Measles cases skyrocketed by 300-percent in the first three months of 2019, according to the World Health Organization. The increase is compared to the same time period last year, underscoring the importance of vaccinating children against the viral disease. All regions around the world are experiencing ‘sustained rises’ in measles cases, according to WHO, which says a number of countries are currently dealing with deadly outbreaks.
Measles is a viral infection that spreads through the air from one infected person to another. The disease is rare in the US thanks to modern vaccination practices. However, a growing body of anti-vaxers have resulted in a resurgence of the disease in many places.
Earlier this month, the Centers for Disease Control and Prevention reported 555 confirmed cases of measles in 20 US states…and that’s just from January 1 to April 11, 2019. In comparison, the CDC reported 372 measles cases in the US in 2018, 120 cases in 2017, and only 86 in 2016.
In less than four months, 2019 has nearly exceeded the massive 667 measles cases reported in the US in the year 2014. The problem isn’t limited to just the US, however, with the World Health Organization saying in a new report that global measles cases are up 300-percent compared to the first three months of 2018. WHO says its figures show a ‘clear trend,’ though it cautions that the data is provisional at this time.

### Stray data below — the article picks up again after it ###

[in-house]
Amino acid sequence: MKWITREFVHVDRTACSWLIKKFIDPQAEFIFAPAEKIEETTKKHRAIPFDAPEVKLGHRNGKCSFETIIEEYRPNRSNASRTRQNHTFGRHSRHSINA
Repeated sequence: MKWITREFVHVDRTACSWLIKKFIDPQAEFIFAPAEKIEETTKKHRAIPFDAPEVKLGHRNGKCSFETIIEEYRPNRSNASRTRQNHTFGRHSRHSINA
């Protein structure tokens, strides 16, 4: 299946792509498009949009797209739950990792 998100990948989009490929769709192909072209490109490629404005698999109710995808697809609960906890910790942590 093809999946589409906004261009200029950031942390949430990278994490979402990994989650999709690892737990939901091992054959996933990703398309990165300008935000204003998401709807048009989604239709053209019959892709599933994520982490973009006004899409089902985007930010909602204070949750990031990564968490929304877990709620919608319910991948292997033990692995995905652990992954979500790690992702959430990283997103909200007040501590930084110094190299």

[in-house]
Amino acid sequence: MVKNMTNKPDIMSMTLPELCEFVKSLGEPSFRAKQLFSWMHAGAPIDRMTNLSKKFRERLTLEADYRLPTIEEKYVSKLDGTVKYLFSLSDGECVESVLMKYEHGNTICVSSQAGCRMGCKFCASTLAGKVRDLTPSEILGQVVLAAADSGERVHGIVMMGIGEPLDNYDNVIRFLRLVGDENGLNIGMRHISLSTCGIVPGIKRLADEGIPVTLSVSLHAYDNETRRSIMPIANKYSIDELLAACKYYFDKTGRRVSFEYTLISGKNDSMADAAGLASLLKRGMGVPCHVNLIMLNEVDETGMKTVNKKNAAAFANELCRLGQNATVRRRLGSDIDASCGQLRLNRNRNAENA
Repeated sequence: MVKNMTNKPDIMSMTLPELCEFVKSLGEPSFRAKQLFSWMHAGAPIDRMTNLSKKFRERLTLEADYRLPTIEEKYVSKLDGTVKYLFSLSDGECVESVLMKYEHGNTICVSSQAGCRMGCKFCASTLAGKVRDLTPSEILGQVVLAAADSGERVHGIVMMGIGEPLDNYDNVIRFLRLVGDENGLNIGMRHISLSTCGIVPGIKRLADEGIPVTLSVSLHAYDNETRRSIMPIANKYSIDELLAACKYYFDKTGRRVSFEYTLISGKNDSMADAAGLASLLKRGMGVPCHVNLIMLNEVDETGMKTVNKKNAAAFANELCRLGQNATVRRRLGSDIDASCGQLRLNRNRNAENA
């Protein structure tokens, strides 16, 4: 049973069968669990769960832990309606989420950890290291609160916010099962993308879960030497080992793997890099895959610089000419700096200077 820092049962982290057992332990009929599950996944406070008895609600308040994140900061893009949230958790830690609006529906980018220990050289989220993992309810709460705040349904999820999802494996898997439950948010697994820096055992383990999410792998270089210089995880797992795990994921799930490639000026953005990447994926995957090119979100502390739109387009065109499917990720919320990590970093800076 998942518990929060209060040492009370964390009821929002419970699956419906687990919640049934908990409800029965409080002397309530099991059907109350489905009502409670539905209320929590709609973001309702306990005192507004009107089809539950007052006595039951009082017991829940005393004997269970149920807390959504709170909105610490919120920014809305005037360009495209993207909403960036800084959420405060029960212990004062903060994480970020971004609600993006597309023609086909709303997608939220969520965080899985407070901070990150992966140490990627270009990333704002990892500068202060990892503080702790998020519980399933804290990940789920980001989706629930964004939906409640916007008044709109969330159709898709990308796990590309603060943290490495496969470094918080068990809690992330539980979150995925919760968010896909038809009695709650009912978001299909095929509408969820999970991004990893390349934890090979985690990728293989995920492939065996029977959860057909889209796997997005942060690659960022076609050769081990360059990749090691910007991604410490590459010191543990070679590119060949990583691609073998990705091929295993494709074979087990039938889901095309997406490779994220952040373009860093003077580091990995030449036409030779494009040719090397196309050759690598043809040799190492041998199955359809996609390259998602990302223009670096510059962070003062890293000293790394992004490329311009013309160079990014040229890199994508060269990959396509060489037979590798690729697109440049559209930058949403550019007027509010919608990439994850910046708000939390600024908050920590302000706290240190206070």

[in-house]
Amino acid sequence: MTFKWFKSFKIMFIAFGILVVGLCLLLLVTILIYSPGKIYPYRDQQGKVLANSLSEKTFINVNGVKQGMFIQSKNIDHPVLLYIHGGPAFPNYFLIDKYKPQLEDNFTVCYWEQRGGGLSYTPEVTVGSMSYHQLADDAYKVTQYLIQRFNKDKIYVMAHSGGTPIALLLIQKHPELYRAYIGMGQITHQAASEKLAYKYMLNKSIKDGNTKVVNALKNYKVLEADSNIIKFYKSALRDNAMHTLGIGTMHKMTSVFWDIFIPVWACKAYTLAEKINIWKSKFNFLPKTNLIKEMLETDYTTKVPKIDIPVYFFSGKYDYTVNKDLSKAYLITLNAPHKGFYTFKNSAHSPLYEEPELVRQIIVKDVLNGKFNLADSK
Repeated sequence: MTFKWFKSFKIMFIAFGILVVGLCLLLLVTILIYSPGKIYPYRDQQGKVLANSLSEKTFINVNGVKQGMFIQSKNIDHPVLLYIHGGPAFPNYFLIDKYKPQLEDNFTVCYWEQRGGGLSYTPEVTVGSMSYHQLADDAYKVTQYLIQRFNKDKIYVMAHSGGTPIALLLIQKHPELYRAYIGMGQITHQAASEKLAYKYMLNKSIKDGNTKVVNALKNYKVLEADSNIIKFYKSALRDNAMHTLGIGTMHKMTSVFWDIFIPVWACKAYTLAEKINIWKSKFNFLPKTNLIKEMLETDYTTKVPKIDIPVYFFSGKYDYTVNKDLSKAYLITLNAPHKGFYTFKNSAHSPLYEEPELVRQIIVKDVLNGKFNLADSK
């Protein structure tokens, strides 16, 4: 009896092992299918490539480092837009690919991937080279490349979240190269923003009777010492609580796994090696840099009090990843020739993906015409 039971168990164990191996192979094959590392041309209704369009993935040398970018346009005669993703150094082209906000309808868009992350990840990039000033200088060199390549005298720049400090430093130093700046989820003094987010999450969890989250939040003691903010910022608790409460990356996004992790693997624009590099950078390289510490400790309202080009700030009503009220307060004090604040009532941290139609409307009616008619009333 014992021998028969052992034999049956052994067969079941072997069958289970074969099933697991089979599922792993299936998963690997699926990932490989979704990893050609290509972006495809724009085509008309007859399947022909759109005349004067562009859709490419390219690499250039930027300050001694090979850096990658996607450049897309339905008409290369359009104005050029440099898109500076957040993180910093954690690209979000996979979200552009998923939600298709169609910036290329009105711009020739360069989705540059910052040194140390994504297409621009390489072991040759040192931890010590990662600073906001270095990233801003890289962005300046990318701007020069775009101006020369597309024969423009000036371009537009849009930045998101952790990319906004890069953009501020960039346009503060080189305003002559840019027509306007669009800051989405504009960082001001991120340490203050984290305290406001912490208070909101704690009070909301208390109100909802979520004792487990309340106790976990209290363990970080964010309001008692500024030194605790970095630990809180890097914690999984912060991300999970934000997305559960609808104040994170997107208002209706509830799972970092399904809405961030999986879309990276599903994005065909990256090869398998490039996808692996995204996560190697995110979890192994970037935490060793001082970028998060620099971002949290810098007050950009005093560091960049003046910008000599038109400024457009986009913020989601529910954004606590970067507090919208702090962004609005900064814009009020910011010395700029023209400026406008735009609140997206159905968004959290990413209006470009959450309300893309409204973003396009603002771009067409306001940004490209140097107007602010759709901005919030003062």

Spikes in measles cases have been noted in countries that have high collective vaccination numbers, including the US, Thailand, and Israel, due largely to ‘clusters of unvaccinated people.’ In addition, a large number of countries are experiencing measles outbreaks, including Ethiopia, Sudan, Myanmar, Madagascar, the Philippines, Ukraine, Thailand, and more. The WHO says these outbreaks are ‘causing many deaths,’ with most of the victims being young children.
Though numbers for 2018 aren’t available yet, the WHO says there were an estimated 110,000 deaths in 2017 from measles. The disease can be particularly severe in children — in cases that aren’t fatal, there’s a major potential for lifelong disability directly related to the infection. Complications can include brain damage, blindness, and hearing loss.
Measles is easily prevented with two doses of the MMR vaccination. In order to prevent outbreaks, according to the WHO, the global coverage of first-dose vaccination needs to reach 95-percent; sadly, the global coverage has stalled at 85-percent for ‘several years,’ and many people remain at risk as a result.